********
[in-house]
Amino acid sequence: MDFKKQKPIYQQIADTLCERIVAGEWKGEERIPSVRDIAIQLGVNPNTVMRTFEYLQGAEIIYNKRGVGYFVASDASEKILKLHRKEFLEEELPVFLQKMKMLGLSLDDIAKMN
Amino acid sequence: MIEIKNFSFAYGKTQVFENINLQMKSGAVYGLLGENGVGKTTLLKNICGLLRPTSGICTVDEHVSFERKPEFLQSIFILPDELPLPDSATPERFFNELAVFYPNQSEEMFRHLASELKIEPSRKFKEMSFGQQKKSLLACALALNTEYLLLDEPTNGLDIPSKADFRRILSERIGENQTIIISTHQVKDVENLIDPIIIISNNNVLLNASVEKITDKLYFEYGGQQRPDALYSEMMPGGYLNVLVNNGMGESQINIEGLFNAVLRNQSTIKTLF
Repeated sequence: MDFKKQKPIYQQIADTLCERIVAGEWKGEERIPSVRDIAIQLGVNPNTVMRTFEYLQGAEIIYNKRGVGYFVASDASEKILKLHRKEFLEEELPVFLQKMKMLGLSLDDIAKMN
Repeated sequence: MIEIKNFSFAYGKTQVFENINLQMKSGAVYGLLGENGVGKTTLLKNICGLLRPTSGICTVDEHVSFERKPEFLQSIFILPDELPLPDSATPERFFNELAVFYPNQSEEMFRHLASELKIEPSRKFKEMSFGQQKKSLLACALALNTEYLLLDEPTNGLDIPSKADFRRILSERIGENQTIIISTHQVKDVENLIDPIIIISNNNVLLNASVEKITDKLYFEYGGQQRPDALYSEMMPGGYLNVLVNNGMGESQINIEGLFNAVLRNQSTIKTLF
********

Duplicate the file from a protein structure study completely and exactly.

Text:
[in-house]
Amino acid sequence: MDFKKQKPIYQQIADTLCERIVAGEWKGEERIPSVRDIAIQLGVNPNTVMRTFEYLQGAEIIYNKRGVGYFVASDASEKILKLHRKEFLEEELPVFLQKMKMLGLSLDDIAKMN
Amino acid sequence: MIEIKNFSFAYGKTQVFENINLQMKSGAVYGLLGENGVGKTTLLKNICGLLRPTSGICTVDEHVSFERKPEFLQSIFILPDELPLPDSATPERFFNELAVFYPNQSEEMFRHLASELKIEPSRKFKEMSFGQQKKSLLACALALNTEYLLLDEPTNGLDIPSKADFRRILSERIGENQTIIISTHQVKDVENLIDPIIIISNNNVLLNASVEKITDKLYFEYGGQQRPDALYSEMMPGGYLNVLVNNGMGESQINIEGLFNAVLRNQSTIKTLF
Repeated sequence: MDFKKQKPIYQQIADTLCERIVAGEWKGEERIPSVRDIAIQLGVNPNTVMRTFEYLQGAEIIYNKRGVGYFVASDASEKILKLHRKEFLEEELPVFLQKMKMLGLSLDDIAKMN
Repeated sequence: MIEIKNFSFAYGKTQVFENINLQMKSGAVYGLLGENGVGKTTLLKNICGLLRPTSGICTVDEHVSFERKPEFLQSIFILPDELPLPDSATPERFFNELAVFYPNQSEEMFRHLASELKIEPSRKFKEMSFGQQKKSLLACALALNTEYLLLDEPTNGLDIPSKADFRRILSERIGENQTIIISTHQVKDVENLIDPIIIISNNNVLLNASVEKITDKLYFEYGGQQRPDALYSEMMPGGYLNVLVNNGMGESQINIEGLFNAVLRNQSTIKTLF